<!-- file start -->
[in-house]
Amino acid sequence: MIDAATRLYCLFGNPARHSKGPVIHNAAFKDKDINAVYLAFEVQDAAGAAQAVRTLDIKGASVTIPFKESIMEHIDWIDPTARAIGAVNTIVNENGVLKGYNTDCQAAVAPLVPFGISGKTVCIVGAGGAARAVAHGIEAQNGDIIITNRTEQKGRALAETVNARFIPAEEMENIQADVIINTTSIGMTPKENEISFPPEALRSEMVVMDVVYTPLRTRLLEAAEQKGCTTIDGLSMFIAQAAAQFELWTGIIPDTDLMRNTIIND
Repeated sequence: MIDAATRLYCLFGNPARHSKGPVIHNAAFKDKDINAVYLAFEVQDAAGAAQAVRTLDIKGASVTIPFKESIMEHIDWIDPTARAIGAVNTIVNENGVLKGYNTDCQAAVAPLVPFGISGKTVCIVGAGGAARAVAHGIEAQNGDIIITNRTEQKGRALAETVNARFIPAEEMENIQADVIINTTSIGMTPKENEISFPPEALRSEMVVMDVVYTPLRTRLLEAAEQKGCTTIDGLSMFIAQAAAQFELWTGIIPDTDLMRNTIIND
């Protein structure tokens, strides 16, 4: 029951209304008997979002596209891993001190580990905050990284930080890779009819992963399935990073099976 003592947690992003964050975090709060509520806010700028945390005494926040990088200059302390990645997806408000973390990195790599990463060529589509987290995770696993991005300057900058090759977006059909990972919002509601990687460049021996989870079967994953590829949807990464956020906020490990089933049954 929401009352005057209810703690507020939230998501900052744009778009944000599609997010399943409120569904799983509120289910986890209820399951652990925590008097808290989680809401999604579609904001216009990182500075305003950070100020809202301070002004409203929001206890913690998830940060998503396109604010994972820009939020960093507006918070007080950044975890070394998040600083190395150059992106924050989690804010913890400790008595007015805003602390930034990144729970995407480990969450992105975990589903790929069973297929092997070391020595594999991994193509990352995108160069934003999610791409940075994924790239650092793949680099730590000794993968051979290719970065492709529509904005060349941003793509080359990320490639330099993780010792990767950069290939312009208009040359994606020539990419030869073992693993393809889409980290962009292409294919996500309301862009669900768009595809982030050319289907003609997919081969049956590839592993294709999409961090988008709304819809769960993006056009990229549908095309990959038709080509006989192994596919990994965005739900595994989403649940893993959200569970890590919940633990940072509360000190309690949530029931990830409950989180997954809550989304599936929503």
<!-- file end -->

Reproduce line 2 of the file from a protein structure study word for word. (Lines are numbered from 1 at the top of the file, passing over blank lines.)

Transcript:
Amino acid sequence: MIDAATRLYCLFGNPARHSKGPVIHNAAFKDKDINAVYLAFEVQDAAGAAQAVRTLDIKGASVTIPFKESIMEHIDWIDPTARAIGAVNTIVNENGVLKGYNTDCQAAVAPLVPFGISGKTVCIVGAGGAARAVAHGIEAQNGDIIITNRTEQKGRALAETVNARFIPAEEMENIQADVIINTTSIGMTPKENEISFPPEALRSEMVVMDVVYTPLRTRLLEAAEQKGCTTIDGLSMFIAQAAAQFELWTGIIPDTDLMRNTIIND